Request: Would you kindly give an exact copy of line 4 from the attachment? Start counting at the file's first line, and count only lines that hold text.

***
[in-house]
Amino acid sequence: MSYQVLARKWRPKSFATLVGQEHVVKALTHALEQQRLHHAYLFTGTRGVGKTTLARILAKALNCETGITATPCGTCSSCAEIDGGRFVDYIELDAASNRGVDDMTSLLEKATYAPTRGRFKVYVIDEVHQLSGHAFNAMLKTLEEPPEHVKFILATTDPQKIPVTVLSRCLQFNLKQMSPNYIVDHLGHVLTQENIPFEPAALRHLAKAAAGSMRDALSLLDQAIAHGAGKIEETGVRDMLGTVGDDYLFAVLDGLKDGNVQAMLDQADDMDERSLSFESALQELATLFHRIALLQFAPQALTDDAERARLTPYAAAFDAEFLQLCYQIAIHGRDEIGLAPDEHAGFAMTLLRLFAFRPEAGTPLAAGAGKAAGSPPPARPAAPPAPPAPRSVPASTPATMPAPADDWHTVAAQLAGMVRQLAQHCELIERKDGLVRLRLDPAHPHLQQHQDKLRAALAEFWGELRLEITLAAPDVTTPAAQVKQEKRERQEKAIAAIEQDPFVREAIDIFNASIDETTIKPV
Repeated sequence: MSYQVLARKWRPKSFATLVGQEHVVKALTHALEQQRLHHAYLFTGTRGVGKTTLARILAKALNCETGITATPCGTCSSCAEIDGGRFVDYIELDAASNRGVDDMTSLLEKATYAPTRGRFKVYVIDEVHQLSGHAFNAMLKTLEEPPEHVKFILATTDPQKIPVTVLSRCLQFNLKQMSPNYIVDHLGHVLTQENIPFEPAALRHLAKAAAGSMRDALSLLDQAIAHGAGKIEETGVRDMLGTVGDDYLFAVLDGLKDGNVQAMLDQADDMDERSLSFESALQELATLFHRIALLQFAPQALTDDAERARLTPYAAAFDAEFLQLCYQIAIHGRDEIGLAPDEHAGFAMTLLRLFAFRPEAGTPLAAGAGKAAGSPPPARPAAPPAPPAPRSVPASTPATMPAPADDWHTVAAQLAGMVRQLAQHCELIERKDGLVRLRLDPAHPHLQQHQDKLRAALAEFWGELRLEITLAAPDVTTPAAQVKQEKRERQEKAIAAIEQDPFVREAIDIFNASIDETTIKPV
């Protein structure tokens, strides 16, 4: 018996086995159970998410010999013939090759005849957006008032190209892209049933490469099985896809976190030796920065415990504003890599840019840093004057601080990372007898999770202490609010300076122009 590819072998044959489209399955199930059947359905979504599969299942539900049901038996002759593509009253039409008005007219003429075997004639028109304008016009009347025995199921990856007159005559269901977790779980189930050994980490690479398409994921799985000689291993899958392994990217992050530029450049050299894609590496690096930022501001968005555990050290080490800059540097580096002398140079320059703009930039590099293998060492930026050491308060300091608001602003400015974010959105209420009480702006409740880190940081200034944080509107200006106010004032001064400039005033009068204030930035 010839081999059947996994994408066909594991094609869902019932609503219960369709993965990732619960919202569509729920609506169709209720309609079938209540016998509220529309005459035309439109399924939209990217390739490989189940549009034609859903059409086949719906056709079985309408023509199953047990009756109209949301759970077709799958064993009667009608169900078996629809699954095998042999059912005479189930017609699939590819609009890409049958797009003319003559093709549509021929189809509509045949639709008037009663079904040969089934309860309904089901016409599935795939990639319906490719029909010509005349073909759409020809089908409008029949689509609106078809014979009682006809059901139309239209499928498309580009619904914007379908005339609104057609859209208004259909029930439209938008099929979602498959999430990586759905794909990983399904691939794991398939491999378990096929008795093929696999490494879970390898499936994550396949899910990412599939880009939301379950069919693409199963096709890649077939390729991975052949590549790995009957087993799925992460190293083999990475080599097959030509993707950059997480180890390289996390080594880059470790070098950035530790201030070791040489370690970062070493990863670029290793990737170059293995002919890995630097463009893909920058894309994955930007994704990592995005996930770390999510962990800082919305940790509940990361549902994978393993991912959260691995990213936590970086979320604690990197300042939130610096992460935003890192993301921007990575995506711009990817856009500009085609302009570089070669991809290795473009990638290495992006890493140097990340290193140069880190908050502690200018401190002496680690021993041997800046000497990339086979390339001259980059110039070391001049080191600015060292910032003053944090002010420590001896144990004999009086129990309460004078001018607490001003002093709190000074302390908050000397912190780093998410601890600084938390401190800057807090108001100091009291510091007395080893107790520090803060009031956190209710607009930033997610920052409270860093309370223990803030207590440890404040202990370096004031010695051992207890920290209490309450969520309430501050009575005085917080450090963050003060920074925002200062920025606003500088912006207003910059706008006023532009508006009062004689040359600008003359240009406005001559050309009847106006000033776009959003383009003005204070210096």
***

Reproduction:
């Protein structure tokens, strides 16, 4: 018996086995159970998410010999013939090759005849957006008032190209892209049933490469099985896809976190030796920065415990504003890599840019840093004057601080990372007898999770202490609010300076122009 590819072998044959489209399955199930059947359905979504599969299942539900049901038996002759593509009253039409008005007219003429075997004639028109304008016009009347025995199921990856007159005559269901977790779980189930050994980490690479398409994921799985000689291993899958392994990217992050530029450049050299894609590496690096930022501001968005555990050290080490800059540097580096002398140079320059703009930039590099293998060492930026050491308060300091608001602003400015974010959105209420009480702006409740880190940081200034944080509107200006106010004032001064400039005033009068204030930035 010839081999059947996994994408066909594991094609869902019932609503219960369709993965990732619960919202569509729920609506169709209720309609079938209540016998509220529309005459035309439109399924939209990217390739490989189940549009034609859903059409086949719906056709079985309408023509199953047990009756109209949301759970077709799958064993009667009608169900078996629809699954095998042999059912005479189930017609699939590819609009890409049958797009003319003559093709549509021929189809509509045949639709008037009663079904040969089934309860309904089901016409599935795939990639319906490719029909010509005349073909759409020809089908409008029949689509609106078809014979009682006809059901139309239209499928498309580009619904914007379908005339609104057609859209208004259909029930439209938008099929979602498959999430990586759905794909990983399904691939794991398939491999378990096929008795093929696999490494879970390898499936994550396949899910990412599939880009939301379950069919693409199963096709890649077939390729991975052949590549790995009957087993799925992460190293083999990475080599097959030509993707950059997480180890390289996390080594880059470790070098950035530790201030070791040489370690970062070493990863670029290793990737170059293995002919890995630097463009893909920058894309994955930007994704990592995005996930770390999510962990800082919305940790509940990361549902994978393993991912959260691995990213936590970086979320604690990197300042939130610096992460935003890192993301921007990575995506711009990817856009500009085609302009570089070669991809290795473009990638290495992006890493140097990340290193140069880190908050502690200018401190002496680690021993041997800046000497990339086979390339001259980059110039070391001049080191600015060292910032003053944090002010420590001896144990004999009086129990309460004078001018607490001003002093709190000074302390908050000397912190780093998410601890600084938390401190800057807090108001100091009291510091007395080893107790520090803060009031956190209710607009930033997610920052409270860093309370223990803030207590440890404040202990370096004031010695051992207890920290209490309450969520309430501050009575005085917080450090963050003060920074925002200062920025606003500088912006207003910059706008006023532009508006009062004689040359600008003359240009406005001559050309009847106006000033776009959003383009003005204070210096």